"(6) The court may decline to exercise its jurisdiction under ORS 109.700 to ORS 109.930 if a custody determination is incidental to an action for divorce or another proceeding while retaining jurisdiction over the divorce or other proceeding.

"(7) If it appears to the court that it is clearly an inappropriate forum it may require the party who commenced the proceedings to pay, in addition to the costs of the proceedings in this state, necessary travel and other expenses, including attorney fees at trial and on appeal, incurred by other parties or their witnesses. Payment is to be made to the clerk of the court for remittance to the proper party.

"(8) Upon dismissal or stay of proceedings under this section the court shall inform the court found to be the more appropriate forum of this fact, or if the court which would have jurisdiction in the other state is not certainly known, shall transmit the information to the court administrator or other appropriate official for forwarding to the appropriate court.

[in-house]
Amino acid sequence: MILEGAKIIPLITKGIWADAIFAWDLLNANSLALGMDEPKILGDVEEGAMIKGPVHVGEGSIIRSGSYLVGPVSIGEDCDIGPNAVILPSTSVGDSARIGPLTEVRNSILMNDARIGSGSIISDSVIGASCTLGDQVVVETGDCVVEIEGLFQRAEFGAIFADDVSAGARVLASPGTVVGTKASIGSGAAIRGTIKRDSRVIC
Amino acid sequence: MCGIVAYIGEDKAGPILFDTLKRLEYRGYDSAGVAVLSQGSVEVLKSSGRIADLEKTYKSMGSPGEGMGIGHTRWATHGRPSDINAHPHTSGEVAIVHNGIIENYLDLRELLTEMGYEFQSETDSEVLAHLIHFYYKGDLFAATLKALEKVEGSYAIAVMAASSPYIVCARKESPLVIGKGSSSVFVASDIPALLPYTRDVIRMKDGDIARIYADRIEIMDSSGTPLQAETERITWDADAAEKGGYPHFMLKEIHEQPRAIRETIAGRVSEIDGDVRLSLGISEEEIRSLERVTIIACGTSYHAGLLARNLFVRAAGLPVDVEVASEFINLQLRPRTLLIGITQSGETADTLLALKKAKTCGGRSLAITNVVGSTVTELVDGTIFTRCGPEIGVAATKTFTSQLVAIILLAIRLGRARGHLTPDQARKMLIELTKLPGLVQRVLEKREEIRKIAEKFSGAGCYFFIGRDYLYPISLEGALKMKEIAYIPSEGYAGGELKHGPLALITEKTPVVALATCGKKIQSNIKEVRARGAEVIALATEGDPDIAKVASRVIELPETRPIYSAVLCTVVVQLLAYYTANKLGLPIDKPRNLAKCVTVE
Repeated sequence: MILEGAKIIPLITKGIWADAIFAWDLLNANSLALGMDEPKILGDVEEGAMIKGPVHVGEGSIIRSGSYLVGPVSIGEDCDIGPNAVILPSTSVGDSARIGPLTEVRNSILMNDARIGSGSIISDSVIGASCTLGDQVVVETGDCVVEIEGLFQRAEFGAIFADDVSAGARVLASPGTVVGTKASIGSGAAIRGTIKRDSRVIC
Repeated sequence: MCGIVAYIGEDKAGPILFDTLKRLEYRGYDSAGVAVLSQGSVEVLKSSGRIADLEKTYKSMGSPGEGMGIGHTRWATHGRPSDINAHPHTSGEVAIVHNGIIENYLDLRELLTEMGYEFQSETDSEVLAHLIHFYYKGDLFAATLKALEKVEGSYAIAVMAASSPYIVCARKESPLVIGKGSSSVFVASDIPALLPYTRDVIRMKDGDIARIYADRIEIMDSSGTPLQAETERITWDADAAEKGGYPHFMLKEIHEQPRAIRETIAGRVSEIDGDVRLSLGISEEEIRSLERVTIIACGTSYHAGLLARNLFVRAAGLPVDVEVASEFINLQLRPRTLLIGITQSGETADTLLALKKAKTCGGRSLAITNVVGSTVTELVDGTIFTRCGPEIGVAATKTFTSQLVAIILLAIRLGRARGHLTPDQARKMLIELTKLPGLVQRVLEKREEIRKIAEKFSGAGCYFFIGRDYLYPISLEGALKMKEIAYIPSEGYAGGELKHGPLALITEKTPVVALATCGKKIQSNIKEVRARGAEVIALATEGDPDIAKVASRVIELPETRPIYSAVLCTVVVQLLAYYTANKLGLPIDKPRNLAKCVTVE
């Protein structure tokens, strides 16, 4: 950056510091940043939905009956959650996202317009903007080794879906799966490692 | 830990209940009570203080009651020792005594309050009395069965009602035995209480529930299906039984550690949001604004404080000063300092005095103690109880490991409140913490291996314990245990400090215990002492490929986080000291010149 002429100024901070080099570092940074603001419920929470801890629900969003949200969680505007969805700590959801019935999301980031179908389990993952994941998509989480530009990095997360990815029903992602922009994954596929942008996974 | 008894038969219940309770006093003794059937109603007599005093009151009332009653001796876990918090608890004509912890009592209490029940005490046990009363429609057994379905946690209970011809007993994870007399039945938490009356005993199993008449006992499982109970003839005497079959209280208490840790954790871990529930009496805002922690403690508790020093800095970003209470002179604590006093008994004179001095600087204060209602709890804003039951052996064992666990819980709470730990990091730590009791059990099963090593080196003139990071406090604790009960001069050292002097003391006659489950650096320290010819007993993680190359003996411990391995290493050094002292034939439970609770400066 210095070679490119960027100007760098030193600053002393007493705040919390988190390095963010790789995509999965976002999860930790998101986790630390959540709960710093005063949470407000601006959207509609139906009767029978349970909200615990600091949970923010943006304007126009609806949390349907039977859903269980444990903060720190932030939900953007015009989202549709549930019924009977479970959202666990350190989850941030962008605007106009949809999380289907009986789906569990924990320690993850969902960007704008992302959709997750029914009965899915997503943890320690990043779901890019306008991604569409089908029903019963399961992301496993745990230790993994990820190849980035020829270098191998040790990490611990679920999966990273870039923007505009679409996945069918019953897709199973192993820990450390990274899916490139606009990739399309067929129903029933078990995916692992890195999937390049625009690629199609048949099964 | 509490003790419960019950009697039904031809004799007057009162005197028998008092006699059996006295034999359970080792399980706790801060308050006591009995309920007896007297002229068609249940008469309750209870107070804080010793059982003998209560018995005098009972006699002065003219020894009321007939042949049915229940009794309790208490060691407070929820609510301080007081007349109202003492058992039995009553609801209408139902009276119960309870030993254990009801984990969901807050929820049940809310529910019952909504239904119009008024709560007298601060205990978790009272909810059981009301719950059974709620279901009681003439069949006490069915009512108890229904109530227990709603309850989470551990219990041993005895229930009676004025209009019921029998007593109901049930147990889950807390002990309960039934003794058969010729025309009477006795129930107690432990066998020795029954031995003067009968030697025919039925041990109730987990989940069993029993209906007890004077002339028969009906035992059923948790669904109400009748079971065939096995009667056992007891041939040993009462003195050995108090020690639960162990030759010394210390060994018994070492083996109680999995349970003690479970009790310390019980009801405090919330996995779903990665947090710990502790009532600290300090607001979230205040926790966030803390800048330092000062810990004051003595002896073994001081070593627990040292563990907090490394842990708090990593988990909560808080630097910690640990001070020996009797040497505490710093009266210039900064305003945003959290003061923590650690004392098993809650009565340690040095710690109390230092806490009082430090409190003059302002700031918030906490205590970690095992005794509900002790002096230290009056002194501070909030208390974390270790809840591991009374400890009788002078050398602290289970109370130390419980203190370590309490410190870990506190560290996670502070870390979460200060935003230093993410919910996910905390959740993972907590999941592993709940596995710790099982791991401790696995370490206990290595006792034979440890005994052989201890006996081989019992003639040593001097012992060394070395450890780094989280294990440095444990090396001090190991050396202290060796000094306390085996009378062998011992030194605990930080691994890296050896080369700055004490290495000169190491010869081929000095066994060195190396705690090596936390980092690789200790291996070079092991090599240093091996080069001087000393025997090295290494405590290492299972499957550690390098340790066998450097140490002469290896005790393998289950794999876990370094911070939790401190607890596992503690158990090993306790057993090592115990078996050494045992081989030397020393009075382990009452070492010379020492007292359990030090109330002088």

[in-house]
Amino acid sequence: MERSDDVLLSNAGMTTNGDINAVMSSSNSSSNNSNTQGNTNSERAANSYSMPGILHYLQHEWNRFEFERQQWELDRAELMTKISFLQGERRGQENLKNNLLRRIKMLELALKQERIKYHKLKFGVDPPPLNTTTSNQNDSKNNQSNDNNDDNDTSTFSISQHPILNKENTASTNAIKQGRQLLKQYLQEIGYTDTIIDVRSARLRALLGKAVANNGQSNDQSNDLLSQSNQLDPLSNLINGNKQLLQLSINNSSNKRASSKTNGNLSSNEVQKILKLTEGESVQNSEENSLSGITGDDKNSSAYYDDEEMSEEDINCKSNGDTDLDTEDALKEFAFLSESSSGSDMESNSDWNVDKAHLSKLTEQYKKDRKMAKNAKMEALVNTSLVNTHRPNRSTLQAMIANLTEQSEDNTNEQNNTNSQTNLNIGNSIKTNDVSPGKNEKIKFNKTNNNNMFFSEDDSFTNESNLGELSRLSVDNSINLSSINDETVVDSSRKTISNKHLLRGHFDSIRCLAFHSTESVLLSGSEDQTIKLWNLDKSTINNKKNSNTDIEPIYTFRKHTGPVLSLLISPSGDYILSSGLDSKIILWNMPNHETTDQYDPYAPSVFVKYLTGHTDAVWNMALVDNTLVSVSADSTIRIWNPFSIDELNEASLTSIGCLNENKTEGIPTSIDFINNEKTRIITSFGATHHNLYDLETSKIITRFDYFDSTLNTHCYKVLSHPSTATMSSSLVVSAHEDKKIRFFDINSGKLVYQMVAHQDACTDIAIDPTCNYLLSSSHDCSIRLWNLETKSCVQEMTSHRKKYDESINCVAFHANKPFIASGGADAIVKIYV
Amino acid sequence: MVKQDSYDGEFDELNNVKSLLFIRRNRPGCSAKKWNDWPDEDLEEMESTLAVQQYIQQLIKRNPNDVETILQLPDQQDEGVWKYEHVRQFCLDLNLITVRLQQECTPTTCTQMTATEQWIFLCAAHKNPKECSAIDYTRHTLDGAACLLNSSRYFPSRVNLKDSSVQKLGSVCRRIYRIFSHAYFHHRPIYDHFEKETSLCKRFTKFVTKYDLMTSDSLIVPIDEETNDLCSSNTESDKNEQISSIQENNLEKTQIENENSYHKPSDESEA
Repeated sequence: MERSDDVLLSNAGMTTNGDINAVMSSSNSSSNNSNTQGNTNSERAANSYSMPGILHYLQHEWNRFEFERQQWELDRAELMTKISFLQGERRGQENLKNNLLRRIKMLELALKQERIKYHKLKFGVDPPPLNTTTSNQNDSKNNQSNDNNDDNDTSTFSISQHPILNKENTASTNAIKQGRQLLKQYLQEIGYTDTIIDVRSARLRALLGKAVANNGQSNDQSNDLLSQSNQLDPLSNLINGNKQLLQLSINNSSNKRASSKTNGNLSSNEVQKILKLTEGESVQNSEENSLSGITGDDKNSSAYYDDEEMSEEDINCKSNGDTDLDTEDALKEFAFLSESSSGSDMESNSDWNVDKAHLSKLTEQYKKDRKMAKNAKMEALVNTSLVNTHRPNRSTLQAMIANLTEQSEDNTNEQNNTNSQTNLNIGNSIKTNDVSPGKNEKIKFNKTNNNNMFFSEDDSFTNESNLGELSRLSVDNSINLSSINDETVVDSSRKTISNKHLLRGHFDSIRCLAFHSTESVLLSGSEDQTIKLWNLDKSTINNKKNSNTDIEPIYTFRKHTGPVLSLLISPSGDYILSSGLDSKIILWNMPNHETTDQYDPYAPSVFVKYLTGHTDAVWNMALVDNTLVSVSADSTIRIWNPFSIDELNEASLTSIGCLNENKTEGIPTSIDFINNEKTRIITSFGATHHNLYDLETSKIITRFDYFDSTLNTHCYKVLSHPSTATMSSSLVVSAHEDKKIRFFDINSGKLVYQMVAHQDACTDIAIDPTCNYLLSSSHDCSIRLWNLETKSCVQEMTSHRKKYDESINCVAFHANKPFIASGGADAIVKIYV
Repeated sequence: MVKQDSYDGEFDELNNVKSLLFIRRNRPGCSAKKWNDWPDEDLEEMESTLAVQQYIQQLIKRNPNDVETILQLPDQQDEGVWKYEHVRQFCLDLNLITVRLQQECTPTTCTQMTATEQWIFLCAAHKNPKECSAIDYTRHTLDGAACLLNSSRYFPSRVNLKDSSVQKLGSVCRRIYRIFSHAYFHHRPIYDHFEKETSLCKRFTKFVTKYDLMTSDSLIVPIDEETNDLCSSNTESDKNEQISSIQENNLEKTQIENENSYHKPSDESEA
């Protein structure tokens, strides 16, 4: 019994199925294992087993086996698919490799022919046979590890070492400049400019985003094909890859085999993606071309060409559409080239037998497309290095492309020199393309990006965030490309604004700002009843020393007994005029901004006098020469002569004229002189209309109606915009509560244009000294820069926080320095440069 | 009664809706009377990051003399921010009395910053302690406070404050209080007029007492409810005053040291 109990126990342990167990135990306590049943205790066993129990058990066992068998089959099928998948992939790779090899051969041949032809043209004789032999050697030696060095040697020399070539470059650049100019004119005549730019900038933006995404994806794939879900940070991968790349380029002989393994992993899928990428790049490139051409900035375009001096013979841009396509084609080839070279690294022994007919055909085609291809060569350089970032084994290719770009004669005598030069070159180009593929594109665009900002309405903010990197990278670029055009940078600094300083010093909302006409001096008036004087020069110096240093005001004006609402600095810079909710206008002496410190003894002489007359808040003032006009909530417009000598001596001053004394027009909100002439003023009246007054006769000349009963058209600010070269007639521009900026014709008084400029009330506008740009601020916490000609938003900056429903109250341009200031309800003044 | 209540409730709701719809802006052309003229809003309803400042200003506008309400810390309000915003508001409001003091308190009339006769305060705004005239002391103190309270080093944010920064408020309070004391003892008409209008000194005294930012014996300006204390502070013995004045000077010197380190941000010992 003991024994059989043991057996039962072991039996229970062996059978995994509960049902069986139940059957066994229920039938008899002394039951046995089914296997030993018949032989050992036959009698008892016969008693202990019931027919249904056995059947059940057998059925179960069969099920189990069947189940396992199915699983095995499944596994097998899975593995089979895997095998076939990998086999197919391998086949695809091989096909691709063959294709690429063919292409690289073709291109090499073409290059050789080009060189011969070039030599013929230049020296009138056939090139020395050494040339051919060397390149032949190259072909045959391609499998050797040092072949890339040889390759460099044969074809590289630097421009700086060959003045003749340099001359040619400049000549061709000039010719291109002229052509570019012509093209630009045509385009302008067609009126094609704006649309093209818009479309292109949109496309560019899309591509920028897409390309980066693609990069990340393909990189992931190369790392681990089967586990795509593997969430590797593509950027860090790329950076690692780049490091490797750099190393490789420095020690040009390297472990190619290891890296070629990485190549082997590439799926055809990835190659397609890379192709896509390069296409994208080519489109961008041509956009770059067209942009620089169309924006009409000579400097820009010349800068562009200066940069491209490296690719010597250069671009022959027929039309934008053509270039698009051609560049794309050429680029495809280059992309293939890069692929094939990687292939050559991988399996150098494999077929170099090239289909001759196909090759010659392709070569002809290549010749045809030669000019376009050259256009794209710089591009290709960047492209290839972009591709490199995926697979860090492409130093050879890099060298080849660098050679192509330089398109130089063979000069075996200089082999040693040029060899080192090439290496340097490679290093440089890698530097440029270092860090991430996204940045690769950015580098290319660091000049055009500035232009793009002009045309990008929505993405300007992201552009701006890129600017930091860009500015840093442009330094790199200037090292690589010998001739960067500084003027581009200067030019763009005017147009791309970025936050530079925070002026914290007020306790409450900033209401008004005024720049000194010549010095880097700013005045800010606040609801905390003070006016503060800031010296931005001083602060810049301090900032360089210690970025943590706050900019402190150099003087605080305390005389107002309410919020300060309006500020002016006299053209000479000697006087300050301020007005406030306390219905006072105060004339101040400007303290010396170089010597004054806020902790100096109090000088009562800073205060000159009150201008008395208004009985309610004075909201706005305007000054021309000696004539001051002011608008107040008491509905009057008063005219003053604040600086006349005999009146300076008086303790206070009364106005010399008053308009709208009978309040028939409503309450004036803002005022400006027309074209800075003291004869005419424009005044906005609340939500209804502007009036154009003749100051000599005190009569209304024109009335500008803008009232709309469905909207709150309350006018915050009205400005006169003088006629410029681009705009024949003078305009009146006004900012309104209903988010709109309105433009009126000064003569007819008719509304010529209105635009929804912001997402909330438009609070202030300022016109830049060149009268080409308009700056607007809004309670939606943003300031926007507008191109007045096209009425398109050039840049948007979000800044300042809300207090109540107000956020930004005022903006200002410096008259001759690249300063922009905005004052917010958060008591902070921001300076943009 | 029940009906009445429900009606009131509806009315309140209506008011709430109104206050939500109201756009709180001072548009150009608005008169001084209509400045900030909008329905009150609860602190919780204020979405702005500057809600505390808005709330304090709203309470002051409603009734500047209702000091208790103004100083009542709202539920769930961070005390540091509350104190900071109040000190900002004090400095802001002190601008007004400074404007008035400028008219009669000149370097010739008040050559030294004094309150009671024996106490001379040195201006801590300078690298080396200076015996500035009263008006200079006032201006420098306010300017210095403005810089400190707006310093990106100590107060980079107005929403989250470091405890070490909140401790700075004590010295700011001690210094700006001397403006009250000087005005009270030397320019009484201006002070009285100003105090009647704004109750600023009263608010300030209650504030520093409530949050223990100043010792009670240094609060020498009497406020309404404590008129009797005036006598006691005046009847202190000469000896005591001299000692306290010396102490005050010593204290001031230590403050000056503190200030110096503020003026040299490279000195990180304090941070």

"(9) Any communication received from another state informing this state of a finding of inconvenient forum because a court of this state is the more appropriate forum shall be filed in the custody registry of the appropriate court. Upon assuming jurisdiction the court of this state shall inform the original court of this fact."

Father first assigns error to the trial court's determination to decline to take jurisdiction to modify custody of the parties' children.(1)